School and government changes recommended to support gender diverse children

Published 03 June 2015
Tiffany Jones

Dr Tiffany Jones

A new report into the mental health well-being of transgender and gender diverse children by the University of New England and La Trobe University has recommended broad changes in government, schools and the medical profession.

Dr Tiffany Jones, Senior Lecturer in the UNE School of Education, says the report titled “From Blues to Rainbows” reached out to 198 participants between the ages of 14 and 25 years.

“The survey showed that one in three participants didn’t feel supported by their family,” Dr Jones said.

“It also showed that 90 per cent of young people listened to music and others talked to friends for support.”

The report calls for state and federal governments to implement sex and gender guidelines across all departments with adequate training for staff.

“We found that almost a third of the participants always knew about their gender identity, and that half of the young people were identified with genders under the ‘transgender’ umbrella,” Dr Jones said.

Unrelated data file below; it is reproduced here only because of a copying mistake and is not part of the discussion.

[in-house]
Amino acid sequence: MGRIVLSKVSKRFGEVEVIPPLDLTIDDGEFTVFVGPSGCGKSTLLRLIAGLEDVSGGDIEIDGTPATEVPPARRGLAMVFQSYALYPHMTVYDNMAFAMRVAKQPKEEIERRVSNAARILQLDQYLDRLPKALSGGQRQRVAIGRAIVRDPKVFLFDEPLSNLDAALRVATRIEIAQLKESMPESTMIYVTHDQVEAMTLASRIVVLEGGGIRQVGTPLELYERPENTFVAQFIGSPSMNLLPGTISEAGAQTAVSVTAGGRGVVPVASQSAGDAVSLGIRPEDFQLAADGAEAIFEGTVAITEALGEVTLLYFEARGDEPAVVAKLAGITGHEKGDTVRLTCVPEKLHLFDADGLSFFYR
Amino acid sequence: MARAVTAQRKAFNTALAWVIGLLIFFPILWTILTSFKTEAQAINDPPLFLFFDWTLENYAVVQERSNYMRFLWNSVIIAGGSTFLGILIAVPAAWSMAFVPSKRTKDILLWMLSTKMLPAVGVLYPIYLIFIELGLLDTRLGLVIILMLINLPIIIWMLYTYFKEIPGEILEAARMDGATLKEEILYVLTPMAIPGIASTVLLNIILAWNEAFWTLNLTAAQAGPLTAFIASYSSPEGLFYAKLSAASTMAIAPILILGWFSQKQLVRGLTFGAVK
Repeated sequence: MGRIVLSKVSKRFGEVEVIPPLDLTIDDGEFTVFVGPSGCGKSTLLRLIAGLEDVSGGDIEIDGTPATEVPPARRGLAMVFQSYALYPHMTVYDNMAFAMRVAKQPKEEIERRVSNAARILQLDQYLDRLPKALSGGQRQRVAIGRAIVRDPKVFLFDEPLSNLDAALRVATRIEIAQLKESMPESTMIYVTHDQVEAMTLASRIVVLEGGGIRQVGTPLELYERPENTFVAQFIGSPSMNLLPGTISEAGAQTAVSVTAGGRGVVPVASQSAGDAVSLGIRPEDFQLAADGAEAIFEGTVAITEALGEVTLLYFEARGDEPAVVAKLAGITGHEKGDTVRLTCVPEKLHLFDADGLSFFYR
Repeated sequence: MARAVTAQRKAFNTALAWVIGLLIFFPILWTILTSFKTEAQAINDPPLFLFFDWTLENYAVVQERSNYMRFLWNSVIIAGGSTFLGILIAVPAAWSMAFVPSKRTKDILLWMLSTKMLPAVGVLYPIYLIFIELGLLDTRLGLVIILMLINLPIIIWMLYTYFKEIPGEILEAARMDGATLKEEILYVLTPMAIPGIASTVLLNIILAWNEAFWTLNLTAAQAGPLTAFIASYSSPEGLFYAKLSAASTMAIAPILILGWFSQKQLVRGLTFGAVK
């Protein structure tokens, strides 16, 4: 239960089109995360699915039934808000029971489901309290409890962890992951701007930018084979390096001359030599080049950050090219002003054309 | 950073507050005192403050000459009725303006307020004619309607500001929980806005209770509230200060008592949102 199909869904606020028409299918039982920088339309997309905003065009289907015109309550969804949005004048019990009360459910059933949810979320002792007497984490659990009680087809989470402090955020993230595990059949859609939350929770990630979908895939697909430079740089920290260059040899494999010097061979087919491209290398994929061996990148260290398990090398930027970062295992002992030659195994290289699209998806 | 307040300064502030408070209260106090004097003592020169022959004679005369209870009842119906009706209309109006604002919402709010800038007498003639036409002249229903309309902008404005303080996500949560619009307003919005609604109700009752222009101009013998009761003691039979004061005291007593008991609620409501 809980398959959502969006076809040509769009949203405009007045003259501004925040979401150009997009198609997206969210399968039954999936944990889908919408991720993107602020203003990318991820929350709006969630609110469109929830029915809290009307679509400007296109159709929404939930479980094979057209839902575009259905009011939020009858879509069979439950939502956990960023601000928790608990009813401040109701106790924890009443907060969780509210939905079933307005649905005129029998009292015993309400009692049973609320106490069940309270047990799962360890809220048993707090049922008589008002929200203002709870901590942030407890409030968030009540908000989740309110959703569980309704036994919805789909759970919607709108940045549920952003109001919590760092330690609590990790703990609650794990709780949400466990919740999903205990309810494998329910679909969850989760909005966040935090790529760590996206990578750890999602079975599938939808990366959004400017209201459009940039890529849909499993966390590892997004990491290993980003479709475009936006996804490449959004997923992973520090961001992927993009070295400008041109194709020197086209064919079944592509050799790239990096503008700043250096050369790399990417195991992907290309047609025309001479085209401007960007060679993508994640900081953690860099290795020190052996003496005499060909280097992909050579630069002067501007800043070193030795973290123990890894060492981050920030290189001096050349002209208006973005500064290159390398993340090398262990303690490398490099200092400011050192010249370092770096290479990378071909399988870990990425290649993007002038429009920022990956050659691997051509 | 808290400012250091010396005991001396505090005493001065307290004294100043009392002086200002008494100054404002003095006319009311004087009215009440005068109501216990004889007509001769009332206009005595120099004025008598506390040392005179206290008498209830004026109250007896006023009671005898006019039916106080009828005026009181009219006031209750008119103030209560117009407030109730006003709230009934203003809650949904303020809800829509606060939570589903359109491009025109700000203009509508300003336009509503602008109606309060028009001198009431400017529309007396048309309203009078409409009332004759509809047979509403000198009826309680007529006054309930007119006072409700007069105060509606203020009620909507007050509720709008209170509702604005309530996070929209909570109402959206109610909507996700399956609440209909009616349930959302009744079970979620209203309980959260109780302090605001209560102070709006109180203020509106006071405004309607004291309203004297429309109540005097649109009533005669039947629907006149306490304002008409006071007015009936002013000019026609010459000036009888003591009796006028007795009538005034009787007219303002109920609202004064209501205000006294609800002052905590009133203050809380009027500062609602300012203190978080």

“It also showed that sixty per cent of the young people were most likely to identify as queer or pansexual, which is sexual attraction not based on a person’s gender identity or sex.”

The report encourages schools to train teachers and school leaders in the proper behavior and language towards transgender students through properly funded programs.

“Historically, transgender and gender diverse people face social and legal barriers that restrict their freedoms and dignity.

“The report recommends that toilet facilities be provided to the student according to their gendered preference, and a uniform policy developed that allows transgender people to appropriately express their gender identity. It also calls for changes in the way the mental health profession handles gender diverse children with better referral processes when issues reach beyond their area of expertise.”

Access the report here.